In recent years, Ellis has re-connected with some of his former Artane classmates. But he never found his mom, who left for England after turning her children over to orphanages. “She just disappeared off the face of the earth,” he says.

Ellis will read and perform his songs at 2 p.m. Oct. 5 at Park Road Books, 4139 Park Road. 

Tuesday, August 20, 2013

N.C. authors longlisted for Crook's Corner Book Prize

A dozen authors, including five with N.C. and Charlotte ties, have been named to a long list of finalists for the Crook's Corner Book Prize, a new award for exceptional debut novels set in the South.
 They include:
  "Leaving Tuscaloosa" by Walter Bennett, a retired Charlotte judge who now lives in Chapel Hill.
"Code of the Forest" by Charlotte attorney Jon Buchan.
"A Land More Kind Than Home" by Gastonia native and UNC Asheville graduate Wiley Cash.
"Green Gospel" by Durham's L.C. Fiore.  
"Billy Lynn's Long Halftime Walk" by Ben Fountain, a Chapel Hill native and UNC Chapel Hill graduate.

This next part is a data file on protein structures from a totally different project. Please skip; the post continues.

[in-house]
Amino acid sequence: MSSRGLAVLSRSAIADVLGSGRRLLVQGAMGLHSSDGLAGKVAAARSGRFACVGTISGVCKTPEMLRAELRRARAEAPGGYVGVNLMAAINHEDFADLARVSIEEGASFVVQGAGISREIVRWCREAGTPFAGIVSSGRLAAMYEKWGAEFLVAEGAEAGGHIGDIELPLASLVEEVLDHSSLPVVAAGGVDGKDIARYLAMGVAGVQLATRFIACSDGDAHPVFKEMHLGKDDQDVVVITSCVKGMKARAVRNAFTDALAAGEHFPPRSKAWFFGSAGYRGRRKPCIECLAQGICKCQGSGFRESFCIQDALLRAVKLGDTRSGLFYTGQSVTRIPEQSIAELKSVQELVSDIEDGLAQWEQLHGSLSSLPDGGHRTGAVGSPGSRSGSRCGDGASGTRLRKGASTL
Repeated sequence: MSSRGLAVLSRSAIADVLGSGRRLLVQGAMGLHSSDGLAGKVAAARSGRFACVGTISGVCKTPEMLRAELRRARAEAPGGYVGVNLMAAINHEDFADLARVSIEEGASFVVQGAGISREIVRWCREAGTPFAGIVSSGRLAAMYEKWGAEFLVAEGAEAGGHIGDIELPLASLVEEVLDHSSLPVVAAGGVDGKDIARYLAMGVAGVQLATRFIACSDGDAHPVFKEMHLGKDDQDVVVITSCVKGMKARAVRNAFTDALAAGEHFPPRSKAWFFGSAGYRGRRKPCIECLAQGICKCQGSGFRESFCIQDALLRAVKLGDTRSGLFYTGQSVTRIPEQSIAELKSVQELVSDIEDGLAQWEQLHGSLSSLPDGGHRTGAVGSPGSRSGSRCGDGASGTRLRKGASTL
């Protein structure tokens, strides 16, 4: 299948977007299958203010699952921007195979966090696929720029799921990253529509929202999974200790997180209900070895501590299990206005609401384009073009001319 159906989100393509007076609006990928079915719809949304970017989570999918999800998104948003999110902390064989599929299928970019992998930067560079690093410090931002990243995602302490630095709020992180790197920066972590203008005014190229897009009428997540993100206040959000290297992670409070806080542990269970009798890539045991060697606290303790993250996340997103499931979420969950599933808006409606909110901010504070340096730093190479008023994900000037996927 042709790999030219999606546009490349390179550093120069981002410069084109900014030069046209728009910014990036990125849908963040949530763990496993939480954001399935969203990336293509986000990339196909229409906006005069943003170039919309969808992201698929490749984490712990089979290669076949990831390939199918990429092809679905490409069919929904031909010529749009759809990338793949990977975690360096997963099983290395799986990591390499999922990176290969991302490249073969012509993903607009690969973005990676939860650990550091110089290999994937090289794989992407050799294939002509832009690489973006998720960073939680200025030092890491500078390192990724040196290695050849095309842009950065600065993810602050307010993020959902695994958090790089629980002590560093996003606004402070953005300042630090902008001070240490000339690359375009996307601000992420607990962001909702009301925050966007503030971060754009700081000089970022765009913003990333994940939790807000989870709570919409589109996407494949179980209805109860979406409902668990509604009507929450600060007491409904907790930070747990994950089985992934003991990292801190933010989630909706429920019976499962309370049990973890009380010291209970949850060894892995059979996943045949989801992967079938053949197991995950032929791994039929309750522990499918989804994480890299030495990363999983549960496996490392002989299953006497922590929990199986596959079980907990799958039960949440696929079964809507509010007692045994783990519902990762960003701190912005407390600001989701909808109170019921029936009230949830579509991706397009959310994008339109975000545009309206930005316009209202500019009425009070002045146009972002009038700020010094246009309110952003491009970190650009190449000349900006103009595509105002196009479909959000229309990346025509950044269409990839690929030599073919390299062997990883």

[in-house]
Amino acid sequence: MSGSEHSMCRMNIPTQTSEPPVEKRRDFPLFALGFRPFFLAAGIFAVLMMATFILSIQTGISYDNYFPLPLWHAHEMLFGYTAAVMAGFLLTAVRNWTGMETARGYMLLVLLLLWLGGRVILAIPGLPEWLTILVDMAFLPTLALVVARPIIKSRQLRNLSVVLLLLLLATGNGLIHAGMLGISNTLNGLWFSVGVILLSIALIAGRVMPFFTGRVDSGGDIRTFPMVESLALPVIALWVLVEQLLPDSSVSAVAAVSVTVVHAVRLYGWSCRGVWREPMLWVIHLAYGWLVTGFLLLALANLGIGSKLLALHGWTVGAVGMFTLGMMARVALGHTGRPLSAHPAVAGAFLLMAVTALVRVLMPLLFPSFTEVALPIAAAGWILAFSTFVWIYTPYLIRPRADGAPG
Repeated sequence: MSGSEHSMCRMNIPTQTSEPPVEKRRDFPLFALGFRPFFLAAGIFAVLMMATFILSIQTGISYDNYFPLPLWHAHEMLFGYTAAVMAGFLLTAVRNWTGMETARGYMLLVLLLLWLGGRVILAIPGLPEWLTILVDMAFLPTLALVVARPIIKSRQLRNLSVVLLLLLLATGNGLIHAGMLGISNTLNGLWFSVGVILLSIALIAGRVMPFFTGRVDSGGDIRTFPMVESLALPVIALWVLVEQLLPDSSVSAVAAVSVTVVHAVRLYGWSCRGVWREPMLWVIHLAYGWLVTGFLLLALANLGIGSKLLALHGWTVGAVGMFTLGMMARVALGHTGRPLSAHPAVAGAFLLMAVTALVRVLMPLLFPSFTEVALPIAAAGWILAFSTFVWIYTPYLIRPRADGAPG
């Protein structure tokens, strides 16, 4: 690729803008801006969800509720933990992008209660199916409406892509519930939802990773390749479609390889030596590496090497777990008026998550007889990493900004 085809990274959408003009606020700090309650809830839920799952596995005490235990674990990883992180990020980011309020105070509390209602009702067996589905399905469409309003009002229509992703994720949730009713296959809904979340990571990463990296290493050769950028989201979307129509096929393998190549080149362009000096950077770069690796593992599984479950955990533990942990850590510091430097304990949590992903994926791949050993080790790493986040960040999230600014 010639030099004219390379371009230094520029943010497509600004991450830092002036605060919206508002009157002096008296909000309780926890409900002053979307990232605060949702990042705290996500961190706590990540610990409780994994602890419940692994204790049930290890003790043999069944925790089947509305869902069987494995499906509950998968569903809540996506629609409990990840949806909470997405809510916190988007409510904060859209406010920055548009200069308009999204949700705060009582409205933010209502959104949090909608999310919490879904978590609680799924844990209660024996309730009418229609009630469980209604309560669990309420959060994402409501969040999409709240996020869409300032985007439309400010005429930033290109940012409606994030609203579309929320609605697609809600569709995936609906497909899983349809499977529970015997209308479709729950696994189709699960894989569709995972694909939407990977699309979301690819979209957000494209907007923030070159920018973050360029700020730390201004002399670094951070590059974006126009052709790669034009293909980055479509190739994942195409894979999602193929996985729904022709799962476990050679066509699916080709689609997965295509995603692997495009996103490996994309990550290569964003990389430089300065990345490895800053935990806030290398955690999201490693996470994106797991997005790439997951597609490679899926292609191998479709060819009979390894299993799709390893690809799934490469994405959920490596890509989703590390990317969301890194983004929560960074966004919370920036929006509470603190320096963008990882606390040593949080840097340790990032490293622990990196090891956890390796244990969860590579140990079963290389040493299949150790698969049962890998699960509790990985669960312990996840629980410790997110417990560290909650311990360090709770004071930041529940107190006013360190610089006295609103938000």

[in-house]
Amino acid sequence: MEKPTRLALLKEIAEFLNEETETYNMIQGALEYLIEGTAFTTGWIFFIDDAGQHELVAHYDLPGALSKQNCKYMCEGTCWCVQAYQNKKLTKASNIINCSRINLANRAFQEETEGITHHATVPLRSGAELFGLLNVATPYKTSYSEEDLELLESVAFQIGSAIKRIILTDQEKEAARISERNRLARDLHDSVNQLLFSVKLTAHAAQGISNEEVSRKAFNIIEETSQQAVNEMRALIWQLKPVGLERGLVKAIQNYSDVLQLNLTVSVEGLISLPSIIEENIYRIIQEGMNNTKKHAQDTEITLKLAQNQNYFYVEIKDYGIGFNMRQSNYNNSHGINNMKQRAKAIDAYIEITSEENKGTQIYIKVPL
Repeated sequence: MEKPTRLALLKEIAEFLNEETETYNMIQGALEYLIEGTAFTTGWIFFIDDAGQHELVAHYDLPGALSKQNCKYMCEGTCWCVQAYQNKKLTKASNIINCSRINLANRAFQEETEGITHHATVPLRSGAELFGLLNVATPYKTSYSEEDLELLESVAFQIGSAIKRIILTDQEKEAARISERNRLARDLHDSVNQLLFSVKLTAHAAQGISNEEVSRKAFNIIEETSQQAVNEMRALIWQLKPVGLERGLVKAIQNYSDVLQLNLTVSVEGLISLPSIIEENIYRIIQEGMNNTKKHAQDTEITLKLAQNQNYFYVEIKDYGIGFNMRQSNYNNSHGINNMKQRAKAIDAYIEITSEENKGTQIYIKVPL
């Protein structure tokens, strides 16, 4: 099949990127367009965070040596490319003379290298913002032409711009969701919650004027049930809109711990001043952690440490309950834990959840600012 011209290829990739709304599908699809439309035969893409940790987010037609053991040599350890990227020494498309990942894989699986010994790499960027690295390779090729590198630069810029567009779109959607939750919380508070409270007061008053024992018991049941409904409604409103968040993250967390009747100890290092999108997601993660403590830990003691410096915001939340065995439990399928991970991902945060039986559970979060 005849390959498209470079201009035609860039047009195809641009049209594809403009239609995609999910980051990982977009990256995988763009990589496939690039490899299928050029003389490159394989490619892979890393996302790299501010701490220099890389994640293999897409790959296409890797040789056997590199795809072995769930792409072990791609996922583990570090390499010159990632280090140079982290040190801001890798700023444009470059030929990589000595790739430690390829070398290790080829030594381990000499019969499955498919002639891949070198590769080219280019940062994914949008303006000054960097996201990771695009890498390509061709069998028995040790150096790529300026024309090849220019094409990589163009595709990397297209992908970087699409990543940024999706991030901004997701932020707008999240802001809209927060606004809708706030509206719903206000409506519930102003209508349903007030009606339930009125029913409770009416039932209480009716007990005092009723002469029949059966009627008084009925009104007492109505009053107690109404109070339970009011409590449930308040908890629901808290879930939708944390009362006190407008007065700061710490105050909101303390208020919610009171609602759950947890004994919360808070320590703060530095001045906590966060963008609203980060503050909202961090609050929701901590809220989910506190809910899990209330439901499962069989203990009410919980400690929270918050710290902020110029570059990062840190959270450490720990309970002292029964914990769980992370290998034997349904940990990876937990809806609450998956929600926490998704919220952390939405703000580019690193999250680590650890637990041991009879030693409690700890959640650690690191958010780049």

Other longlisted finalists are Rita Leganski ("The Silence of Bonaventure Arrow"), Lois Leveen ("The Secrets of Mary Bowser"), Ayana Mathis ("The Twelve Tribes of Hattie"), Rhonda Riley ("The Enchanted Life of Adam Hope"), Jessica Maria Tuccelli ("Glow"), Kevin Wilson ("The Family Fang") and Margaret Wrinkle ("Wash").

The new book prize, named for the landmark Chapel Hill restaurant with the pig on the roof,  includes $1,000 and a free glass of wine with every restaurant visit during the award year.

The twelve longlisted finalists were chosen from 68 submissions. In November, judges will announce four finalists. N.C. novelist Jill McCorkle ("Life After Life") will choose the winner in January.

Friday, August 16, 2013

New Carolinas novels for fall reading

For your fall reading list, new novels from Carolinas authors:

“The Governor’s Lady” (John F. Blair; $26.95), by novelist and fo
rmer Charlotte television news anchor Robert Inman. When Cooper Lanier succeeds her husband as governor of a southern state, she faces a dilemma. Her husband, who’s running for president, is trying to control state matters from the campaign trail. But if she doesn’t make her own decisions, she risks becoming irrelevant.